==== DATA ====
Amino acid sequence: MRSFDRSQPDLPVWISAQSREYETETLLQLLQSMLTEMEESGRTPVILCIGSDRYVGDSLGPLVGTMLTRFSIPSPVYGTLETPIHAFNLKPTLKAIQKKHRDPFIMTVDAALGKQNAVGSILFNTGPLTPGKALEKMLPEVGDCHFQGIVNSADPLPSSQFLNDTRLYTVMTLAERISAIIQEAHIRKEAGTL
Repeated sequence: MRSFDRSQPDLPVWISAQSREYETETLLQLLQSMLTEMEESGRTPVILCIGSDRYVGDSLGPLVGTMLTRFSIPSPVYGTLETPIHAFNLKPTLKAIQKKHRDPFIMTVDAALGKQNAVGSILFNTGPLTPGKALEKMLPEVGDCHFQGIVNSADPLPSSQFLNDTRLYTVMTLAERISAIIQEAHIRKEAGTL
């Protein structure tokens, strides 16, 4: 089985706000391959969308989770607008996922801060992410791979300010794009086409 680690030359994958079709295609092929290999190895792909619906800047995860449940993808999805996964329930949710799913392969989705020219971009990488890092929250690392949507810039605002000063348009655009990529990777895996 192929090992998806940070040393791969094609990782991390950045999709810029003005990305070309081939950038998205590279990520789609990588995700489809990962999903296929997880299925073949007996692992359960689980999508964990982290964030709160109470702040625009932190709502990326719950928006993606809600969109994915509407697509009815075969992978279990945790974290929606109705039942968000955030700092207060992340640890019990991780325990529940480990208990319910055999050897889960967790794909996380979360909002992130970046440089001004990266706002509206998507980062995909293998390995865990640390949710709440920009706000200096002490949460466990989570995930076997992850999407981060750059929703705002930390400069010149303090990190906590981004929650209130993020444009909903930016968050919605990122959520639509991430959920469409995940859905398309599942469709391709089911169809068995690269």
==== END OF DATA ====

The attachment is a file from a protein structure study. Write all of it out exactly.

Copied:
Amino acid sequence: MRSFDRSQPDLPVWISAQSREYETETLLQLLQSMLTEMEESGRTPVILCIGSDRYVGDSLGPLVGTMLTRFSIPSPVYGTLETPIHAFNLKPTLKAIQKKHRDPFIMTVDAALGKQNAVGSILFNTGPLTPGKALEKMLPEVGDCHFQGIVNSADPLPSSQFLNDTRLYTVMTLAERISAIIQEAHIRKEAGTL
Repeated sequence: MRSFDRSQPDLPVWISAQSREYETETLLQLLQSMLTEMEESGRTPVILCIGSDRYVGDSLGPLVGTMLTRFSIPSPVYGTLETPIHAFNLKPTLKAIQKKHRDPFIMTVDAALGKQNAVGSILFNTGPLTPGKALEKMLPEVGDCHFQGIVNSADPLPSSQFLNDTRLYTVMTLAERISAIIQEAHIRKEAGTL
């Protein structure tokens, strides 16, 4: 089985706000391959969308989770607008996922801060992410791979300010794009086409 680690030359994958079709295609092929290999190895792909619906800047995860449940993808999805996964329930949710799913392969989705020219971009990488890092929250690392949507810039605002000063348009655009990529990777895996 192929090992998806940070040393791969094609990782991390950045999709810029003005990305070309081939950038998205590279990520789609990588995700489809990962999903296929997880299925073949007996692992359960689980999508964990982290964030709160109470702040625009932190709502990326719950928006993606809600969109994915509407697509009815075969992978279990945790974290929606109705039942968000955030700092207060992340640890019990991780325990529940480990208990319910055999050897889960967790794909996380979360909002992130970046440089001004990266706002509206998507980062995909293998390995865990640390949710709440920009706000200096002490949460466990989570995930076997992850999407981060750059929703705002930390400069010149303090990190906590981004929650209130993020444009909903930016968050919605990122959520639509991430959920469409995940859905398309599942469709391709089911169809068995690269």